1809 Thomas Campbell wrote “Declaration and Address.” With others formed the Christian Association of Washington (PA). Aligned themselves with the Redstone Baptist Association. From the “Declaration and Address”:
Moreover, being well aware, as from sad experience, of the heinous nature and pernicious tendency of religious controversy among Christians; tired and sick of the bitter jarrings and janglings of a party spirit, we would desire to be at rest; and, were it possible, we would also desire to adopt and recommend such measures as would give rest to our brethren throughout all the churches: as would restore unity, peace, and purity to the whole Church of God.
That this Society, formed for the sole purpose of promoting simple evangelical Christianity, shall, to the utmost of its power, countenance and support such ministers, and such only, as exhibit a manifest conformity to the original standard in conversation and doctrine, in zeal and diligence; only such as reduce to practice that simple original form of Christianity, expressly exhibited upon the sacred page; without at tempting to inculcate anything of human authority, of private opinion, or inventions of men, as having anyplace in the constitution, faith, or worship, of the Christian Church, or anything as matter of Christian faith or duty, for which there can not be expressly produce a “Thus saith the Lord, either in express terms, or by approved precedent.”
Glasgow Scotland – Eight hundred Scots gathered for the semi-annual communion service of the Anti-Burgher Seceder Presbyterian Church. The service was restricted to that particular sect, excluding even other kinds of Presbyterians. Having been examined by the elders and found worthy, 21-year old Alexander Campbell had been given a metal token by which he could gain access to the service. As the plate came by, he dropped in the token but refused to break the bread or drink the cup, realizing as he did then that it was a communion with Christ from which other believers were barred.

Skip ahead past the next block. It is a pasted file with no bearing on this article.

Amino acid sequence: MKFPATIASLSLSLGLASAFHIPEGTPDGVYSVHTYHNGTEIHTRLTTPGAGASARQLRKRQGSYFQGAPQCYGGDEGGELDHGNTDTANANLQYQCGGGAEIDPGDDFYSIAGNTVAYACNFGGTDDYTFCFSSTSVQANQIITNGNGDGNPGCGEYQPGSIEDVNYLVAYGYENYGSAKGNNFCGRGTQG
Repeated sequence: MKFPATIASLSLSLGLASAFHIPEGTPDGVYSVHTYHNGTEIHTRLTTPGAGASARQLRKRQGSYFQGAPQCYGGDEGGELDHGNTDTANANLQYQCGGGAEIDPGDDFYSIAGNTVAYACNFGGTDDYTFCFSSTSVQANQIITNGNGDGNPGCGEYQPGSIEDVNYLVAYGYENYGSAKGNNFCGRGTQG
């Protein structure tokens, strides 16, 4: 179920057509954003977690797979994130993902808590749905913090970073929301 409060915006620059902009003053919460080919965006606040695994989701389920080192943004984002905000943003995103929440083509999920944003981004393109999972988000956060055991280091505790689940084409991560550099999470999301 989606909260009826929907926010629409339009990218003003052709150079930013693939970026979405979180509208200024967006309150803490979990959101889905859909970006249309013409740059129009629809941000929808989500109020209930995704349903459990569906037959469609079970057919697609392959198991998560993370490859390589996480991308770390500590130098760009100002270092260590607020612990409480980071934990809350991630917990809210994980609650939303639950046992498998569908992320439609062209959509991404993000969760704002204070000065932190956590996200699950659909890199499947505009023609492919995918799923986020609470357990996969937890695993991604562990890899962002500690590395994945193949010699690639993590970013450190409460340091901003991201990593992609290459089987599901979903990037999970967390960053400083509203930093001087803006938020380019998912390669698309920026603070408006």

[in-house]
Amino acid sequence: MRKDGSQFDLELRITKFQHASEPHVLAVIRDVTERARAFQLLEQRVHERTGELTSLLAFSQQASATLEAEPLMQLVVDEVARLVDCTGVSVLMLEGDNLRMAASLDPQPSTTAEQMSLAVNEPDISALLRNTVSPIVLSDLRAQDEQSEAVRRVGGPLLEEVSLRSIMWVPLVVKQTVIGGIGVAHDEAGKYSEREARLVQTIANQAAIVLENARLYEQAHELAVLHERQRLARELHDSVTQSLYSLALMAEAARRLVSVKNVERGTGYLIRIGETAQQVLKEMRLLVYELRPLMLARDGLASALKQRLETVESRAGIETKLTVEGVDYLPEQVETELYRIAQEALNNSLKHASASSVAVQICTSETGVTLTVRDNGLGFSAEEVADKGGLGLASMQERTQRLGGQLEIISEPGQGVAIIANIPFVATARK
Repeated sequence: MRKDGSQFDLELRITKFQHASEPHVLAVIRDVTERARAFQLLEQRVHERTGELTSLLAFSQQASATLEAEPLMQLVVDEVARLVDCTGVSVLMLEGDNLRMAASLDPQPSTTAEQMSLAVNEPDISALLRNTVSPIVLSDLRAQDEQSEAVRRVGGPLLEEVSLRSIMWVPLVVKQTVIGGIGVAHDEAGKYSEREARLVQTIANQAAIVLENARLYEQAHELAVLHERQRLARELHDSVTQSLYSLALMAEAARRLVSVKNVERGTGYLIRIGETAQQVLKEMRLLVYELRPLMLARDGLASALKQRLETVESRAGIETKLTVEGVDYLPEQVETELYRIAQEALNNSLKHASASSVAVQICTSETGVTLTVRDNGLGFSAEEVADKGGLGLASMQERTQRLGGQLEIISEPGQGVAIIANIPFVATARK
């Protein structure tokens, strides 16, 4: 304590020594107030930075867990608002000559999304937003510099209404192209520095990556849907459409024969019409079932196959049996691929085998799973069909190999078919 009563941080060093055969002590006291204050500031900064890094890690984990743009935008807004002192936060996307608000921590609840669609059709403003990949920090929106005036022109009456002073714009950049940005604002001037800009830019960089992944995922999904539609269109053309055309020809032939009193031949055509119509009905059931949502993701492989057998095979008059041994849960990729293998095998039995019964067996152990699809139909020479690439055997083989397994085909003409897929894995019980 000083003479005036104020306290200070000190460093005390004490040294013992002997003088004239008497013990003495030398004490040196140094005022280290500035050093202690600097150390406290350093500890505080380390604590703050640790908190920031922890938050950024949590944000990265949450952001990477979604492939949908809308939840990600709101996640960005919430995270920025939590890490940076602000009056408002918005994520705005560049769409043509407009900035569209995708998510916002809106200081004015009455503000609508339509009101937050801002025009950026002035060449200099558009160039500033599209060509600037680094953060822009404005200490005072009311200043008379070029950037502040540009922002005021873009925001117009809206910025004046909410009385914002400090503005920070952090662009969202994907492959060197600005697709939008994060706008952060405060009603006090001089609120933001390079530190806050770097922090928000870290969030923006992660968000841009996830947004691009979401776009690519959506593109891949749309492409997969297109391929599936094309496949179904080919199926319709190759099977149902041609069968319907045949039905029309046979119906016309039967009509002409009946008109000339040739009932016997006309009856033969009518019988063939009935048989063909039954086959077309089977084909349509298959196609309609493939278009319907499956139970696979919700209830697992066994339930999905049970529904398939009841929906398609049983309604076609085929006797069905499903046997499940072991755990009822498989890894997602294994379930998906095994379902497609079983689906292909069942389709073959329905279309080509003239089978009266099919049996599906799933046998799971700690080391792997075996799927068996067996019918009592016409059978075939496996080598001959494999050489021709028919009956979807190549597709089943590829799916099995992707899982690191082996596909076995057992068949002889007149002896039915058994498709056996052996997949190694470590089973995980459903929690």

Alexander Campbell (1788-1866) then left Scotland to come to America.
John Mulkey, along with the majority of the Mill Creek Church (KY) left the Baptist church. These met together on the third Saturday in November 1809, and, after prayer, organized a church on the Bible alone, rejecting human creeds, confessions of faith and books of discipline. This congregation came to be known as the “Bible Alone Church.” Mulkey’s daughter, Nancy, served as “exhorter” in the congregation. The building, which had been erected in 1804, still stands. It is the oldest log meeting house in KY. They knew nothing of Stone or Campbell. Both his physical and spiritual descendants help carry the church to Oregon.
1810 Mulkey’s forces were visited by Joseph Thomas, a young preacher from the Christians in the East who called himself the “White Pilgrim.” In his journal The Life of the Pilgrim he relates:
“December 15th and 16th 2 day meeting at brother Mulkey’s. Here brother Dooley met me. The people felt the weight and power of truth. A sister gave a discourse which discovered a strong mind, and a zealous soul. I preached in the region round about till December 29th. In which I had some happy seasons with the people of God, and met with some trials and distresses.”